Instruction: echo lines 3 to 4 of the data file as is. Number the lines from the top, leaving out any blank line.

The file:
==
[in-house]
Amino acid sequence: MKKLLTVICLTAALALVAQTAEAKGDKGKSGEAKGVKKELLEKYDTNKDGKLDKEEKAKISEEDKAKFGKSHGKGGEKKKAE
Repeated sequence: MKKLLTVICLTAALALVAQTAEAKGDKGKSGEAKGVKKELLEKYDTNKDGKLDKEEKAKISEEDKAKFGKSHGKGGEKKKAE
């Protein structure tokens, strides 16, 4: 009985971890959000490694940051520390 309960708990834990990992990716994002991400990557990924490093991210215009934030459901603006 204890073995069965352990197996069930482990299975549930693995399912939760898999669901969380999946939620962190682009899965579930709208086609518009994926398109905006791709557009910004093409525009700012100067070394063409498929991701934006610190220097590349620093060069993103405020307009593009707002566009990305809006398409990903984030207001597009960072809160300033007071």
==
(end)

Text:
Repeated sequence: MKKLLTVICLTAALALVAQTAEAKGDKGKSGEAKGVKKELLEKYDTNKDGKLDKEEKAKISEEDKAKFGKSHGKGGEKKKAE
């Protein structure tokens, strides 16, 4: 009985971890959000490694940051520390 309960708990834990990992990716994002991400990557990924490093991210215009934030459901603006 204890073995069965352990197996069930482990299975549930693995399912939760898999669901969380999946939620962190682009899965579930709208086609518009994926398109905006791709557009910004093409525009700012100067070394063409498929991701934006610190220097590349620093060069993103405020307009593009707002566009990305809006398409990903984030207001597009960072809160300033007071």